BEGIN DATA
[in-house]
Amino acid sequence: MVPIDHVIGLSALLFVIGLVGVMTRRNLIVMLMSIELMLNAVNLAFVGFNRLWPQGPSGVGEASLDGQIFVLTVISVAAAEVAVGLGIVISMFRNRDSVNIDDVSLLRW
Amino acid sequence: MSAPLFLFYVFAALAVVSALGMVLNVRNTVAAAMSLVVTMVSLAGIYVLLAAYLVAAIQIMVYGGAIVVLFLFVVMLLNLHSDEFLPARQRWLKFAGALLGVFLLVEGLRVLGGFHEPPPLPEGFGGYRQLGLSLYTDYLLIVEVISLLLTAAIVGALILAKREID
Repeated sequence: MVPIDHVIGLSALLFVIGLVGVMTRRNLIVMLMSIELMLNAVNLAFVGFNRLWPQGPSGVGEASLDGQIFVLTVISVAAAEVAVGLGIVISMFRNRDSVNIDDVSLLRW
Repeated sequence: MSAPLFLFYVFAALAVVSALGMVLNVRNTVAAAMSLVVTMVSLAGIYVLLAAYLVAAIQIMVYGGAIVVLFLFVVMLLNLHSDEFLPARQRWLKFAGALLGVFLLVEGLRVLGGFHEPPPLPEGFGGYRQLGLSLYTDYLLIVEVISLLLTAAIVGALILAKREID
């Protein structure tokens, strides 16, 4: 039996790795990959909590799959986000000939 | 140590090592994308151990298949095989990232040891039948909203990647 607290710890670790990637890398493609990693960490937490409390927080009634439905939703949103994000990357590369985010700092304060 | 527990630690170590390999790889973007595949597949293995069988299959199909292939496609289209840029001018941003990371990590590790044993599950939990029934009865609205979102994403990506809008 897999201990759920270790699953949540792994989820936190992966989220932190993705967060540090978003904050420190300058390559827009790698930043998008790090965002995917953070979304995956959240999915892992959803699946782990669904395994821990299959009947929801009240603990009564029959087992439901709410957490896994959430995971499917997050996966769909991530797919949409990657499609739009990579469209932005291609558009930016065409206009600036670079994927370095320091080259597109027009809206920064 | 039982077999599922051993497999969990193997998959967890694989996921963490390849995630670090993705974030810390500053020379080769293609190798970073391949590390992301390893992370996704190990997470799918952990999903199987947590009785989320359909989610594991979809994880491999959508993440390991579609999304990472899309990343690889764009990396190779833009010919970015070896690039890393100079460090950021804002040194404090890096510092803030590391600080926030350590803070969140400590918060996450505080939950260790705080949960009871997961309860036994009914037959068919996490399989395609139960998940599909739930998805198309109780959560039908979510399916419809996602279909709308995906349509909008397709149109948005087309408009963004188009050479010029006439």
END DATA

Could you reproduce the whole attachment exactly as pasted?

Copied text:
[in-house]
Amino acid sequence: MVPIDHVIGLSALLFVIGLVGVMTRRNLIVMLMSIELMLNAVNLAFVGFNRLWPQGPSGVGEASLDGQIFVLTVISVAAAEVAVGLGIVISMFRNRDSVNIDDVSLLRW
Amino acid sequence: MSAPLFLFYVFAALAVVSALGMVLNVRNTVAAAMSLVVTMVSLAGIYVLLAAYLVAAIQIMVYGGAIVVLFLFVVMLLNLHSDEFLPARQRWLKFAGALLGVFLLVEGLRVLGGFHEPPPLPEGFGGYRQLGLSLYTDYLLIVEVISLLLTAAIVGALILAKREID
Repeated sequence: MVPIDHVIGLSALLFVIGLVGVMTRRNLIVMLMSIELMLNAVNLAFVGFNRLWPQGPSGVGEASLDGQIFVLTVISVAAAEVAVGLGIVISMFRNRDSVNIDDVSLLRW
Repeated sequence: MSAPLFLFYVFAALAVVSALGMVLNVRNTVAAAMSLVVTMVSLAGIYVLLAAYLVAAIQIMVYGGAIVVLFLFVVMLLNLHSDEFLPARQRWLKFAGALLGVFLLVEGLRVLGGFHEPPPLPEGFGGYRQLGLSLYTDYLLIVEVISLLLTAAIVGALILAKREID
């Protein structure tokens, strides 16, 4: 039996790795990959909590799959986000000939 | 140590090592994308151990298949095989990232040891039948909203990647 607290710890670790990637890398493609990693960490937490409390927080009634439905939703949103994000990357590369985010700092304060 | 527990630690170590390999790889973007595949597949293995069988299959199909292939496609289209840029001018941003990371990590590790044993599950939990029934009865609205979102994403990506809008 897999201990759920270790699953949540792994989820936190992966989220932190993705967060540090978003904050420190300058390559827009790698930043998008790090965002995917953070979304995956959240999915892992959803699946782990669904395994821990299959009947929801009240603990009564029959087992439901709410957490896994959430995971499917997050996966769909991530797919949409990657499609739009990579469209932005291609558009930016065409206009600036670079994927370095320091080259597109027009809206920064 | 039982077999599922051993497999969990193997998959967890694989996921963490390849995630670090993705974030810390500053020379080769293609190798970073391949590390992301390893992370996704190990997470799918952990999903199987947590009785989320359909989610594991979809994880491999959508993440390991579609999304990472899309990343690889764009990396190779833009010919970015070896690039890393100079460090950021804002040194404090890096510092803030590391600080926030350590803070969140400590918060996450505080939950260790705080949960009871997961309860036994009914037959068919996490399989395609139960998940599909739930998805198309109780959560039908979510399916419809996602279909709308995906349509909008397709149109948005087309408009963004188009050479010029006439």